Turkish Bath better known as hammam is the Turkish variant of roman style bath. It’s a method for deep cleansing and relaxation. Turkish bath is similar to that of a sauna but with a twist of ancient Greek and Roman bathing practices. The Turkish bath or hammam starts with relaxation in a warm and high temperature room that is heated by a continuous flow of hot, dry air, allowing the bather to sweat heavily and freely.
Procedure: On entering the Turkish bath or Hammam, the first room is much like the changing room with wooden benches around the perimeter of the room, and hooks to hang your clothes while you are getting ready for the Turkish style bathing experience. There are ladies on duty as you enter and you will be given a black soap (olive oil soap) for exfoliation of the skin and a lava clay. Afterwards the scrubbing process will start. Moving on from the changing rooms, you will passed through huge tiled rooms with domed style ceilings filled with steam and shower panels and you have to recline all over the floors to receive steam and perspire. After performing a full body washes with a black soap and receiving a massage bathers finally retire to the cooling-room for a period of relaxation and rejuvenation.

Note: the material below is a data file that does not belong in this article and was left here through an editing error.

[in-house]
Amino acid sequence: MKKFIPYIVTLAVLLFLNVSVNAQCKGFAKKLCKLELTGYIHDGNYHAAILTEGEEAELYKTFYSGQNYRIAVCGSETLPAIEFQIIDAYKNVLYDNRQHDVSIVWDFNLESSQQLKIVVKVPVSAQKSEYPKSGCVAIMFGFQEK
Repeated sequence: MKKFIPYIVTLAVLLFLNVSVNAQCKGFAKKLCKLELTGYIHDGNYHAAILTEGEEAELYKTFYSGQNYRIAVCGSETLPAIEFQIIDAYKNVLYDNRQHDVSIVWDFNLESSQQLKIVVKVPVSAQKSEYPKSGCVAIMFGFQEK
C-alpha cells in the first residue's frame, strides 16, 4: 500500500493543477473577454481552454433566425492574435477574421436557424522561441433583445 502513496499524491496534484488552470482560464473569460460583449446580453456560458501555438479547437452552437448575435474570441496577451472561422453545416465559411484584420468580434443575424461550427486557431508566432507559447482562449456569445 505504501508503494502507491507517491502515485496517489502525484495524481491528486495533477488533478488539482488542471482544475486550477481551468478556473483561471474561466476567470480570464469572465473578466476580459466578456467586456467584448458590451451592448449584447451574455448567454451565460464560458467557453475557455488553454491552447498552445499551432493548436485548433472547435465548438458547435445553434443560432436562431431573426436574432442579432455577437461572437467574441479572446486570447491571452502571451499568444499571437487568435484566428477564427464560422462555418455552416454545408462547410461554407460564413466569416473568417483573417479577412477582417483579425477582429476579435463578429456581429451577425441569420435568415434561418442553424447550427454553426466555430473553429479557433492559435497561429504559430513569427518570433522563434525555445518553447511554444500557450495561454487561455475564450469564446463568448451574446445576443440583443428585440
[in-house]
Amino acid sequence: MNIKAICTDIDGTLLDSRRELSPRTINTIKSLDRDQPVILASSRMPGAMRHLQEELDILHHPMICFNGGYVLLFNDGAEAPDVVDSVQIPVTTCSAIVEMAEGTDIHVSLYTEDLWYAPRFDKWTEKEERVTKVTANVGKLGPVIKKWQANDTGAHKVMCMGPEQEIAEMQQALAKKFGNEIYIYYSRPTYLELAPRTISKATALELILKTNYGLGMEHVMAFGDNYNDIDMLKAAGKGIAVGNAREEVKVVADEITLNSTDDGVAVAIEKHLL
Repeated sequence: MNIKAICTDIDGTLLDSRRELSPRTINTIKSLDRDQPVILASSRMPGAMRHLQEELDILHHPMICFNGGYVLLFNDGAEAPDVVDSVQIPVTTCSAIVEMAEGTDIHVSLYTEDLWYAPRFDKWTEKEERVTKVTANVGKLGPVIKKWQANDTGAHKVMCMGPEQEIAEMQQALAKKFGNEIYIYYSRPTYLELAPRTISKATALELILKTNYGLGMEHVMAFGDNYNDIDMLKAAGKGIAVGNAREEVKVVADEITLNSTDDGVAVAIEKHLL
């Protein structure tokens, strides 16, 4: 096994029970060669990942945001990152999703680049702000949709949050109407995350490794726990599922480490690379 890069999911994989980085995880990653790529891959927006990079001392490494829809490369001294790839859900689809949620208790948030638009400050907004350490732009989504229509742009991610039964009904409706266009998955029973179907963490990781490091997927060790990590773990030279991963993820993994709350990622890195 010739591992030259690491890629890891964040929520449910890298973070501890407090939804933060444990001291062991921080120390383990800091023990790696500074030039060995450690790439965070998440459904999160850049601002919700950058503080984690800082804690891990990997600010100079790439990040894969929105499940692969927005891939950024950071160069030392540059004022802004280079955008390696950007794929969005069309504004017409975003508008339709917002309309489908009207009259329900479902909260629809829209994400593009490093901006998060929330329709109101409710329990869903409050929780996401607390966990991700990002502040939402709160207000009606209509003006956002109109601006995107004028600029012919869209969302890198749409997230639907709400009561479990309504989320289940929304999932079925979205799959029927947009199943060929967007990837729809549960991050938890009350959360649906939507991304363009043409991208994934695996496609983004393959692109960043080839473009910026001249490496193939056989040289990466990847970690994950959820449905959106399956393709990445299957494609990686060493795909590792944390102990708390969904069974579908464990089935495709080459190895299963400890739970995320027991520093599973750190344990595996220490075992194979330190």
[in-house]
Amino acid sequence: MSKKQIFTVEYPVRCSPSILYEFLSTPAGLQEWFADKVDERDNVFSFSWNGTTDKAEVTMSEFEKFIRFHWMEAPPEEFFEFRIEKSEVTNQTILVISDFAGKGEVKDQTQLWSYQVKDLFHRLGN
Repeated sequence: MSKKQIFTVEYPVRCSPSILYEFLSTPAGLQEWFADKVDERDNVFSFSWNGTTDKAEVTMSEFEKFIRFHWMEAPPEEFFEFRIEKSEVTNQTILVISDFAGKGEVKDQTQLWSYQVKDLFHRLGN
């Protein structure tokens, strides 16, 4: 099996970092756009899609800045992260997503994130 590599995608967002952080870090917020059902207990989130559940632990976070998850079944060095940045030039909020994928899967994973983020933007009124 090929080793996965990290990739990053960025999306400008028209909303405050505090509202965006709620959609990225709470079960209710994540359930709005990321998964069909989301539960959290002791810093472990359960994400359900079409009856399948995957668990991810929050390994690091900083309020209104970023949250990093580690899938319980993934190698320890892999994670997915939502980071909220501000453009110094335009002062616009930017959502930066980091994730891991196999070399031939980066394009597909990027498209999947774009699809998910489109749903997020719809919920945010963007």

In Turkish baths mostly lining of the walls were tap with piping hot water from which we filled our buckets before retreating back to the mats. To start with slosh the water all over yourself, then you are covered in black soap and therapist penetrates the pores to remove excessive dead skin. In the hammam baths spa’s mostly conveys the atmosphere and magic of oriental bath, with a pleasurable relaxing atmosphere. It’s a very effective treatment with numerous healing and retreating properties. Traditionally, bathing sessions ends up with oriental pastries and mint tea.
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